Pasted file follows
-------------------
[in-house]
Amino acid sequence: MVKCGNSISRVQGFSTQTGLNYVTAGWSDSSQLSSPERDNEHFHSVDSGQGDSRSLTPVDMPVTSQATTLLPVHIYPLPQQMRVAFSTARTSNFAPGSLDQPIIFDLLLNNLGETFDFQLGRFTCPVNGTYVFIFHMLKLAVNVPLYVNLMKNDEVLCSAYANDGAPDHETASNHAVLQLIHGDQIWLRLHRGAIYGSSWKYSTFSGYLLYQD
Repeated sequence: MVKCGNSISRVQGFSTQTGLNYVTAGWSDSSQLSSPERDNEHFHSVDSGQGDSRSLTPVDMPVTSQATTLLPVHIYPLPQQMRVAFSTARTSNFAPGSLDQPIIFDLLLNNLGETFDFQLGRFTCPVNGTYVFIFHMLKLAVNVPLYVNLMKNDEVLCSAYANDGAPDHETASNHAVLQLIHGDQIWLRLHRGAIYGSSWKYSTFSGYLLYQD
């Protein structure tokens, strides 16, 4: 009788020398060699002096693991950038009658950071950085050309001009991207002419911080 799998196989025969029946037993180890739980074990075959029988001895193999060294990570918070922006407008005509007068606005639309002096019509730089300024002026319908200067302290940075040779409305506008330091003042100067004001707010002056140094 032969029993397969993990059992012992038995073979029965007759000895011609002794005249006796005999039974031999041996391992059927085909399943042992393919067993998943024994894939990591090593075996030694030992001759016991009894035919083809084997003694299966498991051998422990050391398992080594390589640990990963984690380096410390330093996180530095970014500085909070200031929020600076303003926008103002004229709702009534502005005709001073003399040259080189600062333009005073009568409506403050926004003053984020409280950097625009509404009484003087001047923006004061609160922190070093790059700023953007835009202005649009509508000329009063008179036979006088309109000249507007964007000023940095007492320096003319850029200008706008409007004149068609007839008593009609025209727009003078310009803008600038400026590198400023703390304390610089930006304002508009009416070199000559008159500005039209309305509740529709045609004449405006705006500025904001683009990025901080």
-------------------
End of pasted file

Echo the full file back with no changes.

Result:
[in-house]
Amino acid sequence: MVKCGNSISRVQGFSTQTGLNYVTAGWSDSSQLSSPERDNEHFHSVDSGQGDSRSLTPVDMPVTSQATTLLPVHIYPLPQQMRVAFSTARTSNFAPGSLDQPIIFDLLLNNLGETFDFQLGRFTCPVNGTYVFIFHMLKLAVNVPLYVNLMKNDEVLCSAYANDGAPDHETASNHAVLQLIHGDQIWLRLHRGAIYGSSWKYSTFSGYLLYQD
Repeated sequence: MVKCGNSISRVQGFSTQTGLNYVTAGWSDSSQLSSPERDNEHFHSVDSGQGDSRSLTPVDMPVTSQATTLLPVHIYPLPQQMRVAFSTARTSNFAPGSLDQPIIFDLLLNNLGETFDFQLGRFTCPVNGTYVFIFHMLKLAVNVPLYVNLMKNDEVLCSAYANDGAPDHETASNHAVLQLIHGDQIWLRLHRGAIYGSSWKYSTFSGYLLYQD
């Protein structure tokens, strides 16, 4: 009788020398060699002096693991950038009658950071950085050309001009991207002419911080 799998196989025969029946037993180890739980074990075959029988001895193999060294990570918070922006407008005509007068606005639309002096019509730089300024002026319908200067302290940075040779409305506008330091003042100067004001707010002056140094 032969029993397969993990059992012992038995073979029965007759000895011609002794005249006796005999039974031999041996391992059927085909399943042992393919067993998943024994894939990591090593075996030694030992001759016991009894035919083809084997003694299966498991051998422990050391398992080594390589640990990963984690380096410390330093996180530095970014500085909070200031929020600076303003926008103002004229709702009534502005005709001073003399040259080189600062333009005073009568409506403050926004003053984020409280950097625009509404009484003087001047923006004061609160922190070093790059700023953007835009202005649009509508000329009063008179036979006088309109000249507007964007000023940095007492320096003319850029200008706008409007004149068609007839008593009609025209727009003078310009803008600038400026590198400023703390304390610089930006304002508009009416070199000559008159500005039209309305509740529709045609004449405006705006500025904001683009990025901080």